Attorneys and deputies currently have limited authority when it comes to making gifts from a protected party’s estate. By law, they can only make decisions for a person who is no longer able to do so and unlikely to be able to do so in the future.
In general, gifts can only be made to a charity or to a family member, friend or acquaintance on a ‘customary occasion’ such as a birthday, and the gift must be of a reasonable value compared with the size of the estate. Outside these requirements, a gift can only be made with the approval of the Court of Protection.
Increasingly, attorneys and deputies are considering the gifting process as an integral part of inheritance tax planning. Inheritance tax (IHT) mitigation can be a significant factor when making gifts, but this often has to be approved by the Court of Protection.
Earlier this year a Court of Protection judge ruled that IHT mitigation should not be considered an independent factor when deciding a person’s best interest in favour of making a gift. In this case, an attorney applied to the Court of Protection for simultaneous approval of a statutory will and a substantial lifetime gift worth about £7m. The estate was valued at approximately £18.5m, so the arrangement had the potential to reduce IHT liability by up to £2.6m.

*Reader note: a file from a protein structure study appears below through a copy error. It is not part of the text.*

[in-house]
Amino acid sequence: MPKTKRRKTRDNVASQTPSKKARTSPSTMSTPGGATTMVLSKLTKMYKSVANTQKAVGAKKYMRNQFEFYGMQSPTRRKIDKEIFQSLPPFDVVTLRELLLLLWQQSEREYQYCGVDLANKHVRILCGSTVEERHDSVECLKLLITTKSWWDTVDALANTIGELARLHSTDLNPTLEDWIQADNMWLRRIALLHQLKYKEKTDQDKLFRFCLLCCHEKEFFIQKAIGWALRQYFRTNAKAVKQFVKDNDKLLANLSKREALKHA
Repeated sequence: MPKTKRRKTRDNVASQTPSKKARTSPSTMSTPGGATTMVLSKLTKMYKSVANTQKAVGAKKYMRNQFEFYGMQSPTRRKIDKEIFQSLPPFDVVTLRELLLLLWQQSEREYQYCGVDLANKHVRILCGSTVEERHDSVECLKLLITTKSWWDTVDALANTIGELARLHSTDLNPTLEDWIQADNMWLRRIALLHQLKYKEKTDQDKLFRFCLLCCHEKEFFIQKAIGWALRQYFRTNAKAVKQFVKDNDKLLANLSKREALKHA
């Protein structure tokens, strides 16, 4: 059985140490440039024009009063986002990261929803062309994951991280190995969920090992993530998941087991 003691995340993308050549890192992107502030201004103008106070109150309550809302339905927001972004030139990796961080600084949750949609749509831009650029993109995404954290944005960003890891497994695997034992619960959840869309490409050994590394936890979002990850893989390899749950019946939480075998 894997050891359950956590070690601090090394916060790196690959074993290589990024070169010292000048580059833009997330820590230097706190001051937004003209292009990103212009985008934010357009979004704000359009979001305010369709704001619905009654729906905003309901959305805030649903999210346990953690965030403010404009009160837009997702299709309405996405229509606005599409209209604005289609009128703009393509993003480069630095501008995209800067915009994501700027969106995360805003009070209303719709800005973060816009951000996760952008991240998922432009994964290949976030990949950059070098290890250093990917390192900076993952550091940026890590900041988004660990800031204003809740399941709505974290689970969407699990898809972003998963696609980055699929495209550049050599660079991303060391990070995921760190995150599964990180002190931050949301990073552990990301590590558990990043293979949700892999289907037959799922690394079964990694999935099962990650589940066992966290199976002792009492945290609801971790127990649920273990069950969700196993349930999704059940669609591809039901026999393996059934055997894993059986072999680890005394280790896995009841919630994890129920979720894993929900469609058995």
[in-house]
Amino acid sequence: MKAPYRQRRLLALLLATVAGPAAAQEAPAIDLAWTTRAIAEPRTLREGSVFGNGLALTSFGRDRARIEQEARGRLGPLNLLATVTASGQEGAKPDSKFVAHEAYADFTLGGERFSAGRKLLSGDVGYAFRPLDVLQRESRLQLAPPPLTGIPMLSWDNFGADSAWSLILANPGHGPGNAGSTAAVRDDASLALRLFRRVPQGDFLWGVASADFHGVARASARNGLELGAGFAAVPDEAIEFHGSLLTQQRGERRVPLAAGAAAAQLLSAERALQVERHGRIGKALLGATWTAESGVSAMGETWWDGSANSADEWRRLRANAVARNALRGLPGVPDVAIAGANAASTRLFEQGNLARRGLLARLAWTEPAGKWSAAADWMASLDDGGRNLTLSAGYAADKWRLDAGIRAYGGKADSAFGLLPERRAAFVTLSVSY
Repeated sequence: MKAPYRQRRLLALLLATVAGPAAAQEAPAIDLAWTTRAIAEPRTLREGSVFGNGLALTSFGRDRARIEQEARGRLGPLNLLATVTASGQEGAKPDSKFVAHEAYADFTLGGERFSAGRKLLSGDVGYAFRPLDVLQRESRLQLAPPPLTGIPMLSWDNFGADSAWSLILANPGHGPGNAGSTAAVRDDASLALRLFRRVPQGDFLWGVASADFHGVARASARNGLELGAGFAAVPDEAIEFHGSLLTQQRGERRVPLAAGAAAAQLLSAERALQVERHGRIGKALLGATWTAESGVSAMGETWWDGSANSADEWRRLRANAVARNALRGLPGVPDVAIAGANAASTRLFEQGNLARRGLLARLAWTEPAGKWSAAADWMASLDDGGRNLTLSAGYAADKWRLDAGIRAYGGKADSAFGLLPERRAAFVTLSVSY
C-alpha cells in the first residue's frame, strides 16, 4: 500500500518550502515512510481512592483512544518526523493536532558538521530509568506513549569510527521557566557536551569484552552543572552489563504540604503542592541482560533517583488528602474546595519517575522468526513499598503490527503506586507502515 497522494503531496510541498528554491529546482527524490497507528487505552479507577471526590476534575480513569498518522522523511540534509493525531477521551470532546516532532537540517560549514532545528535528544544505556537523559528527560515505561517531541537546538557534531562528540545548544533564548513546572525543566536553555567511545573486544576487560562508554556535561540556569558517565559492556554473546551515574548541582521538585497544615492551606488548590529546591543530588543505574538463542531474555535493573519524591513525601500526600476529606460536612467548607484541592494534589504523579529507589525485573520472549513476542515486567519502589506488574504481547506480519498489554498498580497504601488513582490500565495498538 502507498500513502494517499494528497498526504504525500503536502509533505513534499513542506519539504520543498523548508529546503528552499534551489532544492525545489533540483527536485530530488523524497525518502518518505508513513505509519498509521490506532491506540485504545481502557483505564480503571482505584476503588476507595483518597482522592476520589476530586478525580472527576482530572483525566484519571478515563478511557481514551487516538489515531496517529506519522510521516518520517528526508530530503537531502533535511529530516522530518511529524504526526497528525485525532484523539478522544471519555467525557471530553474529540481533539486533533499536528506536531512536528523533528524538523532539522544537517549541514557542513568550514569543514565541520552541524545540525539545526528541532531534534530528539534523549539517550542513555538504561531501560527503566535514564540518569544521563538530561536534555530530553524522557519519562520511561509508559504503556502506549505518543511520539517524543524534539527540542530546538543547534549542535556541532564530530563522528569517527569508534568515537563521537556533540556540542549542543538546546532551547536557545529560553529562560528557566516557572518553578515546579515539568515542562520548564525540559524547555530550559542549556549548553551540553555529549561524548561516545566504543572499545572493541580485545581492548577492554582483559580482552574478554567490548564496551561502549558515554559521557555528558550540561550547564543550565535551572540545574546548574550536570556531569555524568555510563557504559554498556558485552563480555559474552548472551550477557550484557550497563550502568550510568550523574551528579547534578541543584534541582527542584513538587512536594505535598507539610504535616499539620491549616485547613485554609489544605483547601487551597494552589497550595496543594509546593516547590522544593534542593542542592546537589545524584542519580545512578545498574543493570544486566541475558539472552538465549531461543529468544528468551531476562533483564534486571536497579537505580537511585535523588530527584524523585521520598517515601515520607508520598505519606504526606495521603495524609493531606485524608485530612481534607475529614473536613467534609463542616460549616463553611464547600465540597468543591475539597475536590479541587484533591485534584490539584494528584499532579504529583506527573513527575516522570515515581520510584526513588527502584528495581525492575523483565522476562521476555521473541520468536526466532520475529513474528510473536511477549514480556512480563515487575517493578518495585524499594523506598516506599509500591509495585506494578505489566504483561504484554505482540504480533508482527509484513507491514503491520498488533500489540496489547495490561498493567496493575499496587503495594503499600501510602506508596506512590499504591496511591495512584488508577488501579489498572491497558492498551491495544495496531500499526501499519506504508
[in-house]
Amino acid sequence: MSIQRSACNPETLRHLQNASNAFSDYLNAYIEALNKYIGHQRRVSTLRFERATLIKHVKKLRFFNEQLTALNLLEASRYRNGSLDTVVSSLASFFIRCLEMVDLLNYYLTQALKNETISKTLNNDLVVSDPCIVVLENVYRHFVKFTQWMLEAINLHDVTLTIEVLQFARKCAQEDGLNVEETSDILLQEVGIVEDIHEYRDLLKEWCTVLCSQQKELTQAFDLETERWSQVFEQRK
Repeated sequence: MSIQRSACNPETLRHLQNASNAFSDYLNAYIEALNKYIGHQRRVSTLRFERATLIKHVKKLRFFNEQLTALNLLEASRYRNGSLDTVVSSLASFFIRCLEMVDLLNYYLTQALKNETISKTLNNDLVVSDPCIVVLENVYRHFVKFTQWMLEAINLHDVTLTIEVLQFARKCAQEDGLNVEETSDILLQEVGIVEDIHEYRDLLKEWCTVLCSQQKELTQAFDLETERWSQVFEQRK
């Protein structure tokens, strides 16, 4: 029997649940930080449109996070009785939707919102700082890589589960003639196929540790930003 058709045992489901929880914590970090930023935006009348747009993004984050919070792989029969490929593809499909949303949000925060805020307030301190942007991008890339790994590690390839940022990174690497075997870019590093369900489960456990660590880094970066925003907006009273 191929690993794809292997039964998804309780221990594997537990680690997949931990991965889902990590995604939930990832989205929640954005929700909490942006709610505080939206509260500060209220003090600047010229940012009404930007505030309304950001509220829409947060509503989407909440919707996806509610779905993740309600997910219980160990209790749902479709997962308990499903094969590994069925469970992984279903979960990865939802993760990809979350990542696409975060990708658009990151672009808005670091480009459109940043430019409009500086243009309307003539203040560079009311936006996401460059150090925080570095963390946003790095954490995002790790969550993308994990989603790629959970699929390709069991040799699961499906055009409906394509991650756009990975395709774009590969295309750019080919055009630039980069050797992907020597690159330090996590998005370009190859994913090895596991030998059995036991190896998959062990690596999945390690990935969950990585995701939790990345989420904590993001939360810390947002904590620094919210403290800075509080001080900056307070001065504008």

The judge had to be persuaded that the gift was in the donor’s best interest according the terms of the Mental Capacity Act 2005. This sets out the criteria for deciding on the principle of best interest, including a consideration of the donor’s past and present wishes, feelings, and beliefs.
In this case, the advance gifting was deemed to be in line with the donor’s wishes as stated in an earlier will in favour of her son and several charities. Aged 74, the donor suffered from dementia and lived in residential care; her life expectancy was estimated at three to five years. Because of the substantial size of her estate, the gift would not jeopardise her ability to meet future care costs – the balancing factors in favour of the proposed gifts outweighed those against it.
If you would like to know more about the implications of inheritance tax, or need advice on a Court of Protection or Deputyship matter, contact the George Ide team on 01243 786668 or email us at email@example.com.
Stephen Shine. Chartered Legal Executive. Private Client department.
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